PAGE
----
Rejoice! For today, we broke into the Nutella jar, knowing the Great Nutella Crisis of Crew 202 has been resolved by reserves from our wonderful Executive officer. This morning, we carefully spread the Nutella on delicate crepes and topped the dish with a berry syrup made from dehydrated strawberries and blueberries and a dash of sugar. It was a wonderfully sweet start to the morning.

After fueling up, the crew prepared for their first long-duration Extra-Vehicular Activity (EVA). The Commander, Executive Officer, Engineer, and I were to trek to an area near the Pleiades Road to investigate geological sites and collect rock samples. We’re in the depths of winter and our EVA suits must protect us from -4 degrees Celsius (i.e. ~25 degrees Fahrenheit); therefore, preparing to shove our heads through the goldfish bowl helmet is a lengthy process.

Each of us bundles up in two pairs of socks, two pairs of pants, a long sleeve shirt, a sweatshirt, the flight suit… the flight suit’s zipper is nearly bursting at the seams… our hiking boots, gloves, the radio, the microphone to the radio, the bandana over our mouth to prevent fogging up the helmet and hold the microphone in place, and finally the EVA suit carrying our life support systems.

The EVA suit alone weighs approximately 20 – 25 pounds, similar to the weight of a small dog or 104 blueberry muffins. There are two straps around your shoulders and two straps across your chest to support the military grade frame against your back. This may not seem like an enormous weight, but after 3 hours of hiking, it’s amazing the muscles you discover in your back that you never knew were there!

As a Martian, you must stand in the airlock for 5 minutes to allow for depressurization before exiting the habitat. Here are a few suggestions to fill your time during the wait: Charades, Hangman, 20 Questions, and/or Tic, Tac, Toe. Our Executive Officer is the reigning champion of 20 Questions, but it is still early in the mission.

Our geological sites of interest required a 15-minute rover expedition and a 1-mile hike. The drive nearly froze our fingers, but the hike quickly warmed them up again nearly to the point of sweating. Note to future astronauts: triple tie your shoes before going on an EVA. You cannot reach your boots when there is a giant glass dome limiting your reach, not to mention I cannot touch my toes to begin with. You will be forced to waddle in shame to another crew member, attempt to throw your foot on a rover tire, and have them tie your shoes. Like a kindergartener.

The day was beautiful. The sun was shining, the sky was clear and a vibrant blue, and the snow sparkled rainbows as we drove across the Martian landscape. Our geological site used to be an ocean millions of years ago. The evidence of its waters could be seen in the orange hues of brittle rock, beige slabs of clay, and patches of sand. Smooth rocks spotted the hills, as we arrived at our plateau and found some ideal boulders and pebbles to spectra and thermal image before moving onto the next site. With our bag of rocks so large Charlie Brown would be jealous, we “Mars walked” all the way back to our rovers. Mars has 1/3rd of Earth’s gravity and the Moon only has 1/6th.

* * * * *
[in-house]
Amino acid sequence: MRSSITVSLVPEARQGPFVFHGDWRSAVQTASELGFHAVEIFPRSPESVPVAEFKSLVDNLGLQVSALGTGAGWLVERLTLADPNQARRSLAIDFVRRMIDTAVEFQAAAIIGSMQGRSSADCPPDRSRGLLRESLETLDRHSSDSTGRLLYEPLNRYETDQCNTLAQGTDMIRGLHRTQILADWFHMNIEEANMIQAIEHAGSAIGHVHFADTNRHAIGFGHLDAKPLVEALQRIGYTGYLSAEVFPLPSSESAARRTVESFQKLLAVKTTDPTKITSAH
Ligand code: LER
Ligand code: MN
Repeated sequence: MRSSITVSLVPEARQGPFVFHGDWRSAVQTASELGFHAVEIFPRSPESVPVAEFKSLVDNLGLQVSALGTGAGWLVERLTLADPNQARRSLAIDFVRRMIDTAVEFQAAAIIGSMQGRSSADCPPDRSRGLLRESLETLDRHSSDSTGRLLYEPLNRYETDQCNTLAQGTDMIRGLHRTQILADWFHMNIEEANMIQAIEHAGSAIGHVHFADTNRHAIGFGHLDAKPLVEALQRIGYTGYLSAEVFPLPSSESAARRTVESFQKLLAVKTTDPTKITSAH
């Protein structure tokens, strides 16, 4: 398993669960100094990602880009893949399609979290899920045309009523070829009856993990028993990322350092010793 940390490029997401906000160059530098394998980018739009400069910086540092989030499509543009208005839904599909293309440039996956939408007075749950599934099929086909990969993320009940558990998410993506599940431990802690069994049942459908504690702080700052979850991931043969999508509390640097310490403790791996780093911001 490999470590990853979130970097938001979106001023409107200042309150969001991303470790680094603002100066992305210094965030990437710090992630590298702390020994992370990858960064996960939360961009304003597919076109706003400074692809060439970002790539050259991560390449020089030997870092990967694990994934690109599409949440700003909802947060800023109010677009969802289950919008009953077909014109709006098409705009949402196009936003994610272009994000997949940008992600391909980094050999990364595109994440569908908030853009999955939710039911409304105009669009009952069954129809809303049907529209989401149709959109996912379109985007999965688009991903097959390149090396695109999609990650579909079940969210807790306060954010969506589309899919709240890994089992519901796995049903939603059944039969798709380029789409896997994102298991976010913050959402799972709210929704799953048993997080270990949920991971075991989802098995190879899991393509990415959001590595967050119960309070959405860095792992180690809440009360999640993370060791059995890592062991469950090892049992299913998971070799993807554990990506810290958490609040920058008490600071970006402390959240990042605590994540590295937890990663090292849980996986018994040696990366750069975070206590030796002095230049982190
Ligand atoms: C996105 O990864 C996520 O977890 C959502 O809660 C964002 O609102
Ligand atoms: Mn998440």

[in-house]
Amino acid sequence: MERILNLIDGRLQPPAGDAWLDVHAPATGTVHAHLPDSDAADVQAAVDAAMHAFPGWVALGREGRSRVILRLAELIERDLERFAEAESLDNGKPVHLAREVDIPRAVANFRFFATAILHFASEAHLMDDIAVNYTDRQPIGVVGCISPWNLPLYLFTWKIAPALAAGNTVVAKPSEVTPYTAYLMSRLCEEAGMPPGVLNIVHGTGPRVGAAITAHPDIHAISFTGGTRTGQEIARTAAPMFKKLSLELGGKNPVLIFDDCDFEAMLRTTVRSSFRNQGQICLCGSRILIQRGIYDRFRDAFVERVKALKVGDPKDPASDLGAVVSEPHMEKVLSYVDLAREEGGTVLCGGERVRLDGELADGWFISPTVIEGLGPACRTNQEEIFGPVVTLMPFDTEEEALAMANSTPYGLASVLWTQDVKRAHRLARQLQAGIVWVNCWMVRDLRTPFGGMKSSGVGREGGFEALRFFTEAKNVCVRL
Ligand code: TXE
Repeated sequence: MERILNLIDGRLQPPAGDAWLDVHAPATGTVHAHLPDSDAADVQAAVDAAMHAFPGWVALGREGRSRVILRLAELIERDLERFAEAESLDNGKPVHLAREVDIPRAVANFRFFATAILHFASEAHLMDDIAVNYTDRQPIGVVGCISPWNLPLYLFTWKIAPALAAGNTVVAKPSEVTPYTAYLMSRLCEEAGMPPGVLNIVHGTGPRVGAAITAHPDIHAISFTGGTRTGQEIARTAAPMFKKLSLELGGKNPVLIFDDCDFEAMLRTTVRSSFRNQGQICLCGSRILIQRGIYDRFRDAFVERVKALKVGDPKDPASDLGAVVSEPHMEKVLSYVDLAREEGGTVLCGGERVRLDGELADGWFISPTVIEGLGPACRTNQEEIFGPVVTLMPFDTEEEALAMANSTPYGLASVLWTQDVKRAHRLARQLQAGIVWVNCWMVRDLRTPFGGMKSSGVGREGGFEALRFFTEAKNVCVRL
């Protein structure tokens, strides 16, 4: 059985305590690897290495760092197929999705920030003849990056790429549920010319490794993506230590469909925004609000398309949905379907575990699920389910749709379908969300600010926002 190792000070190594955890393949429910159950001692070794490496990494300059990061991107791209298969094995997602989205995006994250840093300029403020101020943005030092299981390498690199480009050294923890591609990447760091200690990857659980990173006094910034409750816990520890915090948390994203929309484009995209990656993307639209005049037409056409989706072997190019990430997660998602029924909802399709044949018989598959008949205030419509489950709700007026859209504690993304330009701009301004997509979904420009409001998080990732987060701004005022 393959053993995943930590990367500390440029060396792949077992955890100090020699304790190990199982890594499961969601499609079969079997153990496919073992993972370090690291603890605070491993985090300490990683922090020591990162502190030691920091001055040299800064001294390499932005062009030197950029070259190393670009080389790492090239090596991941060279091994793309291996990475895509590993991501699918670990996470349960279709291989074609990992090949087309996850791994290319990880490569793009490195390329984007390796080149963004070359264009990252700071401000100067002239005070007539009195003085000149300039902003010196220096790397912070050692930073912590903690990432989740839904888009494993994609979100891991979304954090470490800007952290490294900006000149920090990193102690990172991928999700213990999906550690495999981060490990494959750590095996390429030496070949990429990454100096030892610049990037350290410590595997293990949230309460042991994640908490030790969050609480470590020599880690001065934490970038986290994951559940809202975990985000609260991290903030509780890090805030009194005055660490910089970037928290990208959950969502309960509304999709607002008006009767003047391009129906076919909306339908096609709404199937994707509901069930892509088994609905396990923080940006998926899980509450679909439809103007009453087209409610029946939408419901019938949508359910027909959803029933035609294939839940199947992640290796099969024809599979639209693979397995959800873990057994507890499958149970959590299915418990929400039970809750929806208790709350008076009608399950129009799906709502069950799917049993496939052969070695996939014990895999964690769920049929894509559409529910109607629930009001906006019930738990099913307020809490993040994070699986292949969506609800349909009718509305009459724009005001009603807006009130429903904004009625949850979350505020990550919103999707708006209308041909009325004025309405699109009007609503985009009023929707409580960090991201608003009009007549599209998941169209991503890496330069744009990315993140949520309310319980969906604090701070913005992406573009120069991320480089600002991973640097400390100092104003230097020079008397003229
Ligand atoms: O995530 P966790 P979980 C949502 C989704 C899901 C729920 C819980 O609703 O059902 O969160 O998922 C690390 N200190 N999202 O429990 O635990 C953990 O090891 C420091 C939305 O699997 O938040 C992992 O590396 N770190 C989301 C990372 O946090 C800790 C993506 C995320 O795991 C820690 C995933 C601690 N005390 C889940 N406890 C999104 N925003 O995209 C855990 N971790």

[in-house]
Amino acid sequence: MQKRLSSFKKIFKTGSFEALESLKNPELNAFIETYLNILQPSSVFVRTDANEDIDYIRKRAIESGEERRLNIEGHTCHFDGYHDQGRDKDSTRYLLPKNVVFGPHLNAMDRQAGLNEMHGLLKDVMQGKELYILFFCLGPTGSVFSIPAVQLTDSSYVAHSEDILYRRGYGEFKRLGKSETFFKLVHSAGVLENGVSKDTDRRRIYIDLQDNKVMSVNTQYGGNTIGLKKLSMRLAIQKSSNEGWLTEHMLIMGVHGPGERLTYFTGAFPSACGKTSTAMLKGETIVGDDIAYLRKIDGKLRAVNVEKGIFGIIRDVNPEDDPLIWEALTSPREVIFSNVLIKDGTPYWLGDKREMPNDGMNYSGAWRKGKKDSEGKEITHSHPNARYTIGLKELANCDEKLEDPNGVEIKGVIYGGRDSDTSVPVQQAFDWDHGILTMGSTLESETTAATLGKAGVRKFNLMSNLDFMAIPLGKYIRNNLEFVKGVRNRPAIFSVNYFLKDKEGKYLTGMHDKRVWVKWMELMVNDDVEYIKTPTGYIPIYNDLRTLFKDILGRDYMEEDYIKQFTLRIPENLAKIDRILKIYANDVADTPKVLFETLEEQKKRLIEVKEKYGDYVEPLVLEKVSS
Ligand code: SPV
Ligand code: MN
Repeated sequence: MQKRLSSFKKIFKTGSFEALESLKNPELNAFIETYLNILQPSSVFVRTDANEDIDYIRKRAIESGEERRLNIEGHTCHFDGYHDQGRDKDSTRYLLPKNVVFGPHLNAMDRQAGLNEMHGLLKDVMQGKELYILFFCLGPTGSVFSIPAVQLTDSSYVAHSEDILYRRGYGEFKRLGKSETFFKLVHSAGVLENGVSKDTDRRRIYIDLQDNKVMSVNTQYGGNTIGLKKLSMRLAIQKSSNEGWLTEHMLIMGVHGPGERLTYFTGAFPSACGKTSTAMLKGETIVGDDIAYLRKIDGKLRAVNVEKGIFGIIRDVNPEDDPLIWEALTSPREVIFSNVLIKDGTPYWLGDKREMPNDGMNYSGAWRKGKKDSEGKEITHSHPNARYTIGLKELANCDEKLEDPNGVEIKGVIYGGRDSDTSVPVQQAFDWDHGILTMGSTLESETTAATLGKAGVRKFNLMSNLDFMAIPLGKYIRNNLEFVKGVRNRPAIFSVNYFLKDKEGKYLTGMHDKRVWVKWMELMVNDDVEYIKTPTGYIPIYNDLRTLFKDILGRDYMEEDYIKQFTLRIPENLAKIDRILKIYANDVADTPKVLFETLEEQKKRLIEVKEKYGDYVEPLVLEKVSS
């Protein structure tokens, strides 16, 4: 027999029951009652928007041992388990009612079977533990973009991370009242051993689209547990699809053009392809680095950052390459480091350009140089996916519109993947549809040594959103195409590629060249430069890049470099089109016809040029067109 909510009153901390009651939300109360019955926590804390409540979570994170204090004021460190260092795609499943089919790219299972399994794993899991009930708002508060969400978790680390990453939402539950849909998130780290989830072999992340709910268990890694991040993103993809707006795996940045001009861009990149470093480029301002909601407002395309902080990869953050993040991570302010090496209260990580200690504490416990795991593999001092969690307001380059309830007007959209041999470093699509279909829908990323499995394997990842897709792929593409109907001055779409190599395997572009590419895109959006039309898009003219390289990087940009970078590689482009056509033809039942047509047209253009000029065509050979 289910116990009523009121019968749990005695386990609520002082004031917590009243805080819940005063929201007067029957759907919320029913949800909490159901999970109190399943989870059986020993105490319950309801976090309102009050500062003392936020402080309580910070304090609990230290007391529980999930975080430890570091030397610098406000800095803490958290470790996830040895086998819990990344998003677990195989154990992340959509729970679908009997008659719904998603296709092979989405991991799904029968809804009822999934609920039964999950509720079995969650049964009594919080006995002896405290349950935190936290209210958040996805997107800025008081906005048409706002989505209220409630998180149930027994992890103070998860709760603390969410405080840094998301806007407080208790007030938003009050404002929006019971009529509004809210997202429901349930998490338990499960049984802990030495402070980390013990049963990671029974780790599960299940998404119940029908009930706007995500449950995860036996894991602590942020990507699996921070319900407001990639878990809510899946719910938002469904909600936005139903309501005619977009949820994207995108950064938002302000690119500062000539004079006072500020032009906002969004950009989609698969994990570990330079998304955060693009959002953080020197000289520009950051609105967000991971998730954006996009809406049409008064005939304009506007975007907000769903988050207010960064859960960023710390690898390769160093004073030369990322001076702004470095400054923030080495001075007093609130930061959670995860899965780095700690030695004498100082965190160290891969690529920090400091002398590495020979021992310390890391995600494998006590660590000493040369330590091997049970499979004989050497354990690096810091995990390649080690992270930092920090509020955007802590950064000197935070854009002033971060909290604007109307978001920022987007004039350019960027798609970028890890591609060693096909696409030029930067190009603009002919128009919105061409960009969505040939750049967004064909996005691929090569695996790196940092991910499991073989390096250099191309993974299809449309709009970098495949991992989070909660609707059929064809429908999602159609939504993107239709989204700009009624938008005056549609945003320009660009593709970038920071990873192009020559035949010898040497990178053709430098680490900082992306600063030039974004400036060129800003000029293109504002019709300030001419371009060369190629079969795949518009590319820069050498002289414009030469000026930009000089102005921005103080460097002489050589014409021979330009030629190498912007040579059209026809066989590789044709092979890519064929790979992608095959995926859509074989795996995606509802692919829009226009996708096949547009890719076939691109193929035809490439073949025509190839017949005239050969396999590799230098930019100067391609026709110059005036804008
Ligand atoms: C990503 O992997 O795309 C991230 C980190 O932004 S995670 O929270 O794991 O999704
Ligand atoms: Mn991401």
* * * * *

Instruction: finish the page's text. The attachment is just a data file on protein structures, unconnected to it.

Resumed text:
This means you’re not quite skipping and leaping on Mars, but you’re not walking normally either. You simply have some extra bounce in your step, doubled by the excitement of the crew. Our lovely crew members working CapCom from home base prepared heated bread and warm tea for our return, ending the main excitement of the day… Or so we thought.

The setting: a casual card game between two crew members. Another laid out on the couch reading a book, silently enjoying a sci-fi world outside of our own. When all of a sudden, a flicker. The lights dimmed and brightened… dimmed and brightened… The radio static could be heard at the press of the director’s thumb. There’s an anomaly with the power generator. There were attempts to diagnose the issue, but the sun was dropping quickly and the cold is a greater threat than the malfunctioning generator. It would have to wait til the morning.

We prepared our home to enter low power mode. With 63% of power remaining, the habitat should stay powered through the night. And so, the Great Generator Crisis of Crew 202 began. It’s headlamps and flashlights until we settle in for the night. On the Red Planet, power is essential for survival. It provides heat. It pumps the water. It preserves our food. We wait to see what new personality tomorrow will bring.

Movie (or Show) Answer: Alien

Journalist Report Dec 31st

MDRS Crew 202, Journalist Report

Sol 2 – 12/31/2018

Name the space movie given the following quote. Answer at the end of the Report:

Now, this is important. Once the battery is removed, everything is gonna slam into emergency mode. Once we have it, we gotta move quickly, so you definitely need to get that last… Or we could just get it first and improvise!

Today’s the day! The snow is falling! And we are officially starting the Sim! The sun rose with the symphonic sounds of the Apollo 13 soundtrack echoing through the habitat. It may be the last day of the year, but it is the first day of real Mars living for our crew. Through the white noise of the water pump, crew “singing” (a.k.a. snoring), and the occasional bumps in the night of members discovering different walls and corners surrounding their bed, the crew awoke refreshed and ready. Sleep was especially important last night. Today, the entire crew would perform their first Extra-Vehicular Activities (EVAs).